Leita collected her sewing things and went to follow, but an
officer of the queen's private guard blocked her path.
“Dressmaker,” he said, voice polite but unyielding. “You will
attend the ball.”
Leita laughed. “I don't go to balls.” She tried to move around
Gently, but firmly, he restrained her. “The Queen commands your
maid dressed Leita in severe grey silk and brought her to the
kitchens to eat with the servants. She was given venison and a
pastry dusted with more cinnamon than Leita could afford by
sewing twenty gowns. Her guard lingered, unobtrusive but
Afterward, the maidservant brought Leita to dress princess Aina,
the guard waiting just outside the door. At first Leita didn’t
want to speak to the girl. She was too angry at being coerced
and confined. But it wasn’t the princess’s fault; Aina had
troubles enough of her own tonight. And Leita could hardly blame
the queen for wanting to secure her daughter’s happiness. Leita
hoped she’d felt that way about her own daughter, once.
The guard walked with her into the ballroom. He was handsome
and well-mannered, likely some nobleman's younger son. Perhaps
Leita should have appreciated having a noble escort, but she
liked damask prisons no more than the princess did.
Purple and red silks draped the royal ballroom, potentially
provocative considering the most heated negotiations between the
two kingdoms surrounded the duties on silk. Thankfully, the
roses were native; riotous armfuls decorated the ballroom in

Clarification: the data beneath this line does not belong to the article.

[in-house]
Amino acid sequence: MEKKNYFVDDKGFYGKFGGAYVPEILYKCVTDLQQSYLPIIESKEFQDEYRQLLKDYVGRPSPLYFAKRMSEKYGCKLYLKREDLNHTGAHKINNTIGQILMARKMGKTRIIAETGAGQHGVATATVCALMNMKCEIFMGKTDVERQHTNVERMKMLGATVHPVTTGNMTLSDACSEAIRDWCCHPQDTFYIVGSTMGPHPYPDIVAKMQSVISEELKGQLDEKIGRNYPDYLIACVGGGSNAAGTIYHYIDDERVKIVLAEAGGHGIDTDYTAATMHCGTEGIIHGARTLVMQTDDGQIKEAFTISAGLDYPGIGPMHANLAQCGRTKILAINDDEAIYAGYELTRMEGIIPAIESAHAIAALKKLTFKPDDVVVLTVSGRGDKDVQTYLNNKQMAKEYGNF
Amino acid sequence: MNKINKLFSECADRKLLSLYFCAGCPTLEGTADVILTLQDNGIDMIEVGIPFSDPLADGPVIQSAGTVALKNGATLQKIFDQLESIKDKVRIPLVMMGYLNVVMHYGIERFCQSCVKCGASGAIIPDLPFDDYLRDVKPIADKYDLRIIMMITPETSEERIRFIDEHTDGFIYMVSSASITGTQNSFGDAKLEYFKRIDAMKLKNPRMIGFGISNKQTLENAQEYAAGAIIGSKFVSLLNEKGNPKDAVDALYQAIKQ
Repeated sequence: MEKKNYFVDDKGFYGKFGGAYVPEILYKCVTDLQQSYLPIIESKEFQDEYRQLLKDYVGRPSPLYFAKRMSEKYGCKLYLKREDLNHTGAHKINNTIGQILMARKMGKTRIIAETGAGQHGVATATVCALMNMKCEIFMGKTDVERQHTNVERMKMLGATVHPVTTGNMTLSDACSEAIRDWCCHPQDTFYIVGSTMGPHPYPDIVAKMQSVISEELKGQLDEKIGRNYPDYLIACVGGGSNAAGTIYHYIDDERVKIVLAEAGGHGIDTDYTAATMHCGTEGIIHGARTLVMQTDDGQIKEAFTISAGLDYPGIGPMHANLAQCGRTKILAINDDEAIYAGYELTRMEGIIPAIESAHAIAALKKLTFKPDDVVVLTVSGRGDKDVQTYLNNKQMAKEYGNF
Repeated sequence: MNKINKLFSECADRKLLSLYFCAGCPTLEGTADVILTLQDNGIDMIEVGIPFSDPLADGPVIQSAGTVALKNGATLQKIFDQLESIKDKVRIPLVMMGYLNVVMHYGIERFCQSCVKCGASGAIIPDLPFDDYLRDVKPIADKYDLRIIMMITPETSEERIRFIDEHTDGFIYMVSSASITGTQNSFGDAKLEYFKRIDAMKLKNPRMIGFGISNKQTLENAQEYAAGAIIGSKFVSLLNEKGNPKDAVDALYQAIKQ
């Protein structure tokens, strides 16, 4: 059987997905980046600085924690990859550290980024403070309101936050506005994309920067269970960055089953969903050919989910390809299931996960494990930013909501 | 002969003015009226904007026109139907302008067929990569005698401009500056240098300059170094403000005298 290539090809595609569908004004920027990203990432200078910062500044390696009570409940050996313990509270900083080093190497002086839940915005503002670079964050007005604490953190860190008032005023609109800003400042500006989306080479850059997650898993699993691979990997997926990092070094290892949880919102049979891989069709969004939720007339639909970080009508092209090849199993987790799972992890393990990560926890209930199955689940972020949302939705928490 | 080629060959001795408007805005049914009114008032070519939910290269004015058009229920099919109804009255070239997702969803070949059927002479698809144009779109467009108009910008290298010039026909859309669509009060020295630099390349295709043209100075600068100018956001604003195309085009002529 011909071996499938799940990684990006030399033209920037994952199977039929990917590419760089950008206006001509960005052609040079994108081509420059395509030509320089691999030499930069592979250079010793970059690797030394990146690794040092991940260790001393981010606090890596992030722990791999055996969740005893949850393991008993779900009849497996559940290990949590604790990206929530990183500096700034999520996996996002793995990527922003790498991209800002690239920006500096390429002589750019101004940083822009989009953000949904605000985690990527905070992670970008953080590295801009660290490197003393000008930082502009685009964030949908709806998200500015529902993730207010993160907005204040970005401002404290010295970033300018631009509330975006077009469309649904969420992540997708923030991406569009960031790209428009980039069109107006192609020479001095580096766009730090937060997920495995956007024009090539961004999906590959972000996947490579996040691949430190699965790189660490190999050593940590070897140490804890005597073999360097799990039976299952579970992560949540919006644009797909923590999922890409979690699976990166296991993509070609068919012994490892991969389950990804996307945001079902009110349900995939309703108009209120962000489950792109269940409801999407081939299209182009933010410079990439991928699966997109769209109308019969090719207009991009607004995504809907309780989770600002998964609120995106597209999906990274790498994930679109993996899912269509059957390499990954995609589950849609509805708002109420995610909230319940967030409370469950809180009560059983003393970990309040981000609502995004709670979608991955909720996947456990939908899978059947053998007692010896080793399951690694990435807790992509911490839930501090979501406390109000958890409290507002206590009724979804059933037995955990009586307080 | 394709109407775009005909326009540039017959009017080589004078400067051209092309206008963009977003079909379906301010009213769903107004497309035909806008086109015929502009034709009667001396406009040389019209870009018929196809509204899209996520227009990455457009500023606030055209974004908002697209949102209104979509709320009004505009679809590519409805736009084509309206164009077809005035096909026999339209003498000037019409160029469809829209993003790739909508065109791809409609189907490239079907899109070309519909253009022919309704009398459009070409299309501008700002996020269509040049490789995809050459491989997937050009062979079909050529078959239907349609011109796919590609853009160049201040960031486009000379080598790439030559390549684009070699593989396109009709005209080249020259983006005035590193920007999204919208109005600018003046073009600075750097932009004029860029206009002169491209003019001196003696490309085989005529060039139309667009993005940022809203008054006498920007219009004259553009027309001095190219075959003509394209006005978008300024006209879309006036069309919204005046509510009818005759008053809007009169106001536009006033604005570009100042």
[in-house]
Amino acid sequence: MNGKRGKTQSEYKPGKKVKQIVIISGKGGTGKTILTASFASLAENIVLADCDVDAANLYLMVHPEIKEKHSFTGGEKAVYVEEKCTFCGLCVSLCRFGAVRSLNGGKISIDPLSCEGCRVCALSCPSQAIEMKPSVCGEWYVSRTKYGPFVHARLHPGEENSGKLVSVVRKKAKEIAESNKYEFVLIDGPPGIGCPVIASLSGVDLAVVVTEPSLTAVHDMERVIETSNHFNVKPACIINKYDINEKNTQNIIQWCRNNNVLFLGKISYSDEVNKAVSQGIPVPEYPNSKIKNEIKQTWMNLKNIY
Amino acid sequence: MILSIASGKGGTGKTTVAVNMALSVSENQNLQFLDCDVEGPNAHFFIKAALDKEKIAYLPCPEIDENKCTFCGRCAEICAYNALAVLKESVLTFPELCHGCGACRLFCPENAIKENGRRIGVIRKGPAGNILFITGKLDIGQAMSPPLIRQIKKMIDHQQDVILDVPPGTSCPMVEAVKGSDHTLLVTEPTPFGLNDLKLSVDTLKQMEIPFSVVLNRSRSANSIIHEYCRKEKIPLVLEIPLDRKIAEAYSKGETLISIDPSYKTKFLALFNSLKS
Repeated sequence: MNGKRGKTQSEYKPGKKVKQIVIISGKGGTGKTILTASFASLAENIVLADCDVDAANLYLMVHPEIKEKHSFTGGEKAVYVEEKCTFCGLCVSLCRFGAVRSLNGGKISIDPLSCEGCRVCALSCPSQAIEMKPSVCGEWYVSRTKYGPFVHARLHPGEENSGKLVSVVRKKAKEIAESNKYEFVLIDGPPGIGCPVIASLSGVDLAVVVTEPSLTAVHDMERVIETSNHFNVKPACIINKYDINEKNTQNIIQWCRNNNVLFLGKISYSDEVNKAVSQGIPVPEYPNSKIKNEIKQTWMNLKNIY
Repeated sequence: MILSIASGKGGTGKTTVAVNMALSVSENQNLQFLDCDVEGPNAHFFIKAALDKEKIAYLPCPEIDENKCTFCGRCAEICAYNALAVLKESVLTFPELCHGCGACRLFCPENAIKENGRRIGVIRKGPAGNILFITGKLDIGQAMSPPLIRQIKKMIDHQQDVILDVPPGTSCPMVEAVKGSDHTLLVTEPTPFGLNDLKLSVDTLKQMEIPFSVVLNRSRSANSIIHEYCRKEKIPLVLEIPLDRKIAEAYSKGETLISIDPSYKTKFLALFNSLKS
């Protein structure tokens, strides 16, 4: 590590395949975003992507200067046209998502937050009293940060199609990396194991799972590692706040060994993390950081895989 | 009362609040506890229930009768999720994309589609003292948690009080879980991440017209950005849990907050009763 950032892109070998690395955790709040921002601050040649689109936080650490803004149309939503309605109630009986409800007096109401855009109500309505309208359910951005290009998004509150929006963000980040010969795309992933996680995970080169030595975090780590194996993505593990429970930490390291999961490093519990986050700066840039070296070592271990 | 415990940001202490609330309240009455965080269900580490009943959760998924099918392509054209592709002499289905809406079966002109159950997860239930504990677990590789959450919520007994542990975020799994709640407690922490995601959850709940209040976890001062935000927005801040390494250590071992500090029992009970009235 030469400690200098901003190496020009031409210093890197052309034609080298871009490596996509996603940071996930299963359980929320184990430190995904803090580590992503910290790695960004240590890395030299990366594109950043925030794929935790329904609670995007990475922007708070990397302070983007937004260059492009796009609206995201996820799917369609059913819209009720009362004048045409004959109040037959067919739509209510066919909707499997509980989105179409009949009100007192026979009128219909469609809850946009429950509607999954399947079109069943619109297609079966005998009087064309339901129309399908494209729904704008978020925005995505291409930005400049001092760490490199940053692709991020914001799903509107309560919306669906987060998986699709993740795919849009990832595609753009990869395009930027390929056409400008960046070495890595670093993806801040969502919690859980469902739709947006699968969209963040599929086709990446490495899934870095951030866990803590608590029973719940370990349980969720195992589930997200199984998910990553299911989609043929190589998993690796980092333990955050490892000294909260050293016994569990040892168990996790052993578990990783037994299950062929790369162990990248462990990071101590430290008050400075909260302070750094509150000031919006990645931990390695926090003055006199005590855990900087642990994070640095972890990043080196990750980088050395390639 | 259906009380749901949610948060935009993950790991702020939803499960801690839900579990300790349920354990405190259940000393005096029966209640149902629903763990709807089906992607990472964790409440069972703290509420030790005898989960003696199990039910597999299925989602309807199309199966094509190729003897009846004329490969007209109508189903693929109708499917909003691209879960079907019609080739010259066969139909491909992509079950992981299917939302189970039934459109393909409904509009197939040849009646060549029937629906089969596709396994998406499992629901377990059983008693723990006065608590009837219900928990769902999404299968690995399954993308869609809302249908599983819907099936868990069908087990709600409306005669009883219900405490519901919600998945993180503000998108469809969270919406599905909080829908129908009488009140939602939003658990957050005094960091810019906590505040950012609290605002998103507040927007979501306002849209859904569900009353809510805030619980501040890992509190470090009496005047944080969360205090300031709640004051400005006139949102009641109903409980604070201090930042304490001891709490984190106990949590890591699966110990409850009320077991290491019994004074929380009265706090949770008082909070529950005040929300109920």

pink, yellow, and creamy white. A small orchestra played as
long lines of elegant couples stepped, swayed, and bowed. The
visiting king and queen watched from a dais, their gazes showing
Leita and her escort passed a duchess who employed Leita on
occasion. “I must congratulate you. The princess and her mother
received me in her chambers,” remarked the duchess. “Isn’t it
astonishing what silk and perfume can do?”
“Isn’t it,” murmured Leita.
Leita moved toward the banquet table, to watch from the shadows
of the velvet curtains. She watched the dancers moving formally
through their patterns. Leita recognized some of the dresses:
satin and velvet dyed in vermillion, saffron, jade. Brocaded
coats adorned the men. Jewels sparkled everywhere.
“These things are always so dreadful, aren’t they,” said a
voice. Leita turned. A youth wearing a velvet coat in the
colors of the visiting king’s army, adorned with an impossible
amount of gold braid and medals stood at her elbow. He was
strikingly unattractive, with sunken watery eyes and acne scars
pitting his cheeks. Leita thought he must be barely twenty,
hardly old enough to have earned his array of decorations.
Despite his youth, his hair was already receding.
Leita looked for her escort; he stood a few paces away, watching
from the corner of his eye. “I like the dresses,” she said,
unsure what else there was to say.
“Do you,” said the young man. It wasn’t a question, but a
notification that she’d placed herself beneath his notice.
“I made some of them.”
“Ah!” he exclaimed. “The engine of local fashion. I thought you
didn't quite fit here. You must be planning next season’s fads.
Make silk unfashionable, would you?”
“It’s not that easy.”
“I suppose not. Look there.” He directed her attention toward